Posts filed under “Valuation”
The Standard & Poor’s 500 Index is market-capitalization weighted, meaning that companies with higher stock-market valuations have a bigger influence on the index. There has been a cottage industry of criticism about this structure. Recently, it has led to a new world of fundamental indexing and so-called smart beta, or seeking ways of using the components of the index to outperform the index itself.
The S&P 500 wasn’t always set up this way. This is a good time to think about the subject, because today marks the anniversary of the index’s overhaul, giving us the structure we have now.
According to the S&P 500 2001 Directory (hat tip to Jason Zweig’s This Day in Financial History), the benchmark index for large cap U.S. stocks looked very different than it did before this day in 1988.
Back then the index was made up of:
400 industrial stocks
This seems like it was an effort to mimic Dow Jones, which had three big indexes — the Industrial Average, the Transportation Average and the Utilities Average. According to the Dow Jones Industrial Average Fact Sheet, the Industrial Average was designed “to represent large and well-known U.S. companies, cover[ing] all industries with the exception of Transportation and Utilities.” Having been around since the late-19th century, it had become the benchmark for measuring the U.S. stock market.
Continues here: The S&P 500′s Dubious Anniversary
Many metrics can be used to value markets. Which should you trust? Barry Ritholtz Washington Post, March 7 2015 “Faced with the choice between changing one’s mind and proving that there is no need to do so, almost everyone gets busy on the proof.” — John Kenneth Galbraith Let’s take a look…Read More
> This morning in my Sunday Washington Post Business Section column, we look at the issue of how expensive U.S. stocks are. There are several ways to determine this, fraught with the potential for error. If you want to determine how cheap or expensive the stock market is, I suggest three commandments to consider: ●Thou shalt…Read More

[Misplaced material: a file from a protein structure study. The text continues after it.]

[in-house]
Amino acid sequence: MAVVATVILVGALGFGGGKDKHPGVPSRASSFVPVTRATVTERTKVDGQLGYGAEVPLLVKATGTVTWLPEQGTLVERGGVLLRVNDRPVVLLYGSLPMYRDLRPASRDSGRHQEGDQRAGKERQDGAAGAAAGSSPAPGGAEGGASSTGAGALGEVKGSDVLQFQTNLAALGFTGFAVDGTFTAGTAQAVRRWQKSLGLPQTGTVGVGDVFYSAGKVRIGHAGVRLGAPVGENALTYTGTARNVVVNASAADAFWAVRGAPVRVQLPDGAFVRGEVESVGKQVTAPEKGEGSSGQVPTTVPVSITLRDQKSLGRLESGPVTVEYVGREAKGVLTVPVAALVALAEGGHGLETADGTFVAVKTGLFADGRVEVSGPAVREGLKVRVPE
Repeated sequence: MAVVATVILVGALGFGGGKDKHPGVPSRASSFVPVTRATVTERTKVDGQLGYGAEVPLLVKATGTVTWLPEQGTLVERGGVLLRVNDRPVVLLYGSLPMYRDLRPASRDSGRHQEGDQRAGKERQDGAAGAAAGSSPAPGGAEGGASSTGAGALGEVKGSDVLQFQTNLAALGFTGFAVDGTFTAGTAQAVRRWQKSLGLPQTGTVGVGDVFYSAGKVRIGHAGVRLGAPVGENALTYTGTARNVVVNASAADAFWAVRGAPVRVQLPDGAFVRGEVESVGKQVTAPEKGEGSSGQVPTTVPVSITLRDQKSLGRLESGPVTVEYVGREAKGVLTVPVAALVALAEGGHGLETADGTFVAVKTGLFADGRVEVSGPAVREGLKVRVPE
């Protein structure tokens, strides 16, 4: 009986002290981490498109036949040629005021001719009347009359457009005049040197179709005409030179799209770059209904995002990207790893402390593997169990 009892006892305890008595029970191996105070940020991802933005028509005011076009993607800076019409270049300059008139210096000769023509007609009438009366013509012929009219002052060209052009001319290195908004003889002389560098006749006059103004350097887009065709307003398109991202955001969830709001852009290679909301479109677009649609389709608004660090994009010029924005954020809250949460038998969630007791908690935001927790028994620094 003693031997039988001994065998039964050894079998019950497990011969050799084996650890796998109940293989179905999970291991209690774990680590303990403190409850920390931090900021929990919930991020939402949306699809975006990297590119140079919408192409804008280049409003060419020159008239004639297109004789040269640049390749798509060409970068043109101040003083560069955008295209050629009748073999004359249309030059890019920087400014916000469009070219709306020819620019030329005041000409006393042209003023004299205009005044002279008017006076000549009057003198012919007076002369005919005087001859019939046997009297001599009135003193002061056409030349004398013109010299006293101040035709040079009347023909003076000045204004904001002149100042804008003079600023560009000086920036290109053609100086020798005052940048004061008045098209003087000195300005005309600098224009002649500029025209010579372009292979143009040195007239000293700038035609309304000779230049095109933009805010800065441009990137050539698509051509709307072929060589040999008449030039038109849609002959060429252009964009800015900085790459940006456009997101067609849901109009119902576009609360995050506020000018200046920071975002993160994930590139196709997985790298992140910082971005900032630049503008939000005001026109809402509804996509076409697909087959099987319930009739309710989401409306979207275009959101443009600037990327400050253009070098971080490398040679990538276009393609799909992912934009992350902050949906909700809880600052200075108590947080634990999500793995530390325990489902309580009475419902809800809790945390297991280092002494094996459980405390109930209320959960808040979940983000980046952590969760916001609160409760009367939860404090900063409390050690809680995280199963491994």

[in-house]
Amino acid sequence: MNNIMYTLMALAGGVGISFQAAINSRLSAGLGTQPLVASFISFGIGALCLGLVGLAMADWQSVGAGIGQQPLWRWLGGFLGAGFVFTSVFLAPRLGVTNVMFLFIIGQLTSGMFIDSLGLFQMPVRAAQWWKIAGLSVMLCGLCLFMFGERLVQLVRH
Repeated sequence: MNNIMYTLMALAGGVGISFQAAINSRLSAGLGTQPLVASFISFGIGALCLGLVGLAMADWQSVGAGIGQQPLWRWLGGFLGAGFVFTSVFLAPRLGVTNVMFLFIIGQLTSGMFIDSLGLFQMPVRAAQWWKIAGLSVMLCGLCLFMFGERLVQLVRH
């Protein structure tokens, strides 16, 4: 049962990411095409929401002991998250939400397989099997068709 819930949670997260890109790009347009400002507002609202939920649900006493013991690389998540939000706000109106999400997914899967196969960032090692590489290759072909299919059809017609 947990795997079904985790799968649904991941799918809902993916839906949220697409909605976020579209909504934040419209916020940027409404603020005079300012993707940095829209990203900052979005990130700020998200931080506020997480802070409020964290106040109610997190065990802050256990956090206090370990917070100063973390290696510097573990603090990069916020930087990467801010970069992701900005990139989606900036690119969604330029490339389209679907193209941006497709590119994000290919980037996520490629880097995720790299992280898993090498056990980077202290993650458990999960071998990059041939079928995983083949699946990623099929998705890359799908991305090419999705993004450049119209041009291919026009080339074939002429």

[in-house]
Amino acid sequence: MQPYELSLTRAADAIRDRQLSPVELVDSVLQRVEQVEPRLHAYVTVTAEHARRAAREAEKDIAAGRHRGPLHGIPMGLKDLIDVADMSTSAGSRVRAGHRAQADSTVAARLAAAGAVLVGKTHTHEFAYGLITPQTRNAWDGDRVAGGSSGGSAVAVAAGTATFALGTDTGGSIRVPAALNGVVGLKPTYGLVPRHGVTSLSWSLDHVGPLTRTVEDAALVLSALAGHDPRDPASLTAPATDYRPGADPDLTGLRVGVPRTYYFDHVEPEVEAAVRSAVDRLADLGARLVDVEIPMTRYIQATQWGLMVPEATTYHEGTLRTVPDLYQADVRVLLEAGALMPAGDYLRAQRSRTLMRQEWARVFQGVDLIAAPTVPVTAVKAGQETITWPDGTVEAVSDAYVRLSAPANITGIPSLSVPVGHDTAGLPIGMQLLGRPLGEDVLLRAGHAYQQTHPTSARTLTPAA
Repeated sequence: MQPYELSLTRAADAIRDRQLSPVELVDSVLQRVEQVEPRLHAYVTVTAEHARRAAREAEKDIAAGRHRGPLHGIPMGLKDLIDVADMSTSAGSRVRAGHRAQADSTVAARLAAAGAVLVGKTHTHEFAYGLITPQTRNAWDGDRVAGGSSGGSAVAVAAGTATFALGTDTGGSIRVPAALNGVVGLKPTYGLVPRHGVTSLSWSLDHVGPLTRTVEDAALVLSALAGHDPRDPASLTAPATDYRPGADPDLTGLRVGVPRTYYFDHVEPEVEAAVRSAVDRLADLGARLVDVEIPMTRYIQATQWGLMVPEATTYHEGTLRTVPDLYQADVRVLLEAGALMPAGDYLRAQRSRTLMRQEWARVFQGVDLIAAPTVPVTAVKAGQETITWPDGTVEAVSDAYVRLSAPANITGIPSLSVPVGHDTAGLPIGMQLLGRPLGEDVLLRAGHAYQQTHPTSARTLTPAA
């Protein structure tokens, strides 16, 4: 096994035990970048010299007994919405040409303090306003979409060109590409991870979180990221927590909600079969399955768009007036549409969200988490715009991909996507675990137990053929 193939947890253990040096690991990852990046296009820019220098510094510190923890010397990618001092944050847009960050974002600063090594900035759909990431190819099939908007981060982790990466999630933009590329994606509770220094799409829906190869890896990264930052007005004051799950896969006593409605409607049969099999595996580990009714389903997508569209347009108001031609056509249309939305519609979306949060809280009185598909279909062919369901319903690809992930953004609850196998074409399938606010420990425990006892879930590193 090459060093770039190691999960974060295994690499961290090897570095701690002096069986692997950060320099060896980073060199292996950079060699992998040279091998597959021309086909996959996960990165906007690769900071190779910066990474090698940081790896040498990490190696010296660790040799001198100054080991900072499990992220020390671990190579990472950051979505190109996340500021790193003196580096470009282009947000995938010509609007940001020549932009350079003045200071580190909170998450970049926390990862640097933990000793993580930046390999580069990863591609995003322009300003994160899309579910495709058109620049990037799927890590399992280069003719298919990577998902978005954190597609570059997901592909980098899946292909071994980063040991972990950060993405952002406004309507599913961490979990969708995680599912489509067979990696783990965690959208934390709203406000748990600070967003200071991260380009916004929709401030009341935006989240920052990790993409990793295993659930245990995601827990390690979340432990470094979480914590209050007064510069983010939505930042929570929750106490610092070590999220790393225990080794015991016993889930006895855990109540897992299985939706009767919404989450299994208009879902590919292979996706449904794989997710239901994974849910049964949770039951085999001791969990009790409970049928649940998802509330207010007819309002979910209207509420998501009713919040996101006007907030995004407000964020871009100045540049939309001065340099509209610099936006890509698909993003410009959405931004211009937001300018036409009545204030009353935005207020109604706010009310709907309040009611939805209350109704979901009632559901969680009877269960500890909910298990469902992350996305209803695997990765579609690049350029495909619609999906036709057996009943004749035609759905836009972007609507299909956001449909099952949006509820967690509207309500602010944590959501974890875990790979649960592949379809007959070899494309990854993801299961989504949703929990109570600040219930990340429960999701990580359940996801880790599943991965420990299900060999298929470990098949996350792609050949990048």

Emerging-Stock Bargain Seen in Commodity Users: Chart of the Day By David Wilson, Bloomberg The CHART OF THE DAY illustrates how Emerging-market stocks are becoming cheap enough relative to U.S. shares. Jack Ablin, chief investment officer at BMO Private Bank compared the price-to-sales ratios for the MSCI Emerging Markets Index, which tracks shares of companies…Read More
If you have been a regular reader of mine, you are probably familiar with several things about me: First, you know I have been a steadfast bull during the entire rise in the stock market. It isn’t that I am such a genius or especially lucky. I just would rather not guess when the bull…Read More
In our discussion of Mr. Market, we made passing reference yesterday to CAPE, Yale professor Robert Shiller’s 10-year cyclically adjusted price-earnings measure. This led to quite a conversation via a series of e-mails and Twitter posts from an assortment of analysts and asset managers. I received research from or by Cliff Asness, Michael Kitces, Mebane…Read More
I have a fairly long piece coming out looking at CAPE, but for those of you interested, here are the research and resources I used: Fixing the Shiller CAPE: Accounting, Dividends, and the Permanently High Plateau PHILOSOPHICAL ECONOMICS December 13, 2013 @Jesse_Livermore An Old Friend: The Stock Market’s Shiller P/E, Clifford S. Asness, Ph.D., AQR’s…Read More